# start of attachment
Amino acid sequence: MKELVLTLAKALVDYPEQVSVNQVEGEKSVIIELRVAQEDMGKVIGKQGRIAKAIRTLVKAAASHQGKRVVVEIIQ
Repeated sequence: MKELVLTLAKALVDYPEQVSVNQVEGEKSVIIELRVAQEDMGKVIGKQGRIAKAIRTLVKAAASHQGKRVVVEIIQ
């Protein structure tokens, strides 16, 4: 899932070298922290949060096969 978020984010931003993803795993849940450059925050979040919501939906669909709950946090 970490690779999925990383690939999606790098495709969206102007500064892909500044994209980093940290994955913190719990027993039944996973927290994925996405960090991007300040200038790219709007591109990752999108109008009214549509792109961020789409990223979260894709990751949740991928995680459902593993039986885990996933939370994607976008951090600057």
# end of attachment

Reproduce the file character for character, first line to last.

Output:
Amino acid sequence: MKELVLTLAKALVDYPEQVSVNQVEGEKSVIIELRVAQEDMGKVIGKQGRIAKAIRTLVKAAASHQGKRVVVEIIQ
Repeated sequence: MKELVLTLAKALVDYPEQVSVNQVEGEKSVIIELRVAQEDMGKVIGKQGRIAKAIRTLVKAAASHQGKRVVVEIIQ
């Protein structure tokens, strides 16, 4: 899932070298922290949060096969 978020984010931003993803795993849940450059925050979040919501939906669909709950946090 970490690779999925990383690939999606790098495709969206102007500064892909500044994209980093940290994955913190719990027993039944996973927290994925996405960090991007300040200038790219709007591109990752999108109008009214549509792109961020789409990223979260894709990751949740991928995680459902593993039986885990996933939370994607976008951090600057």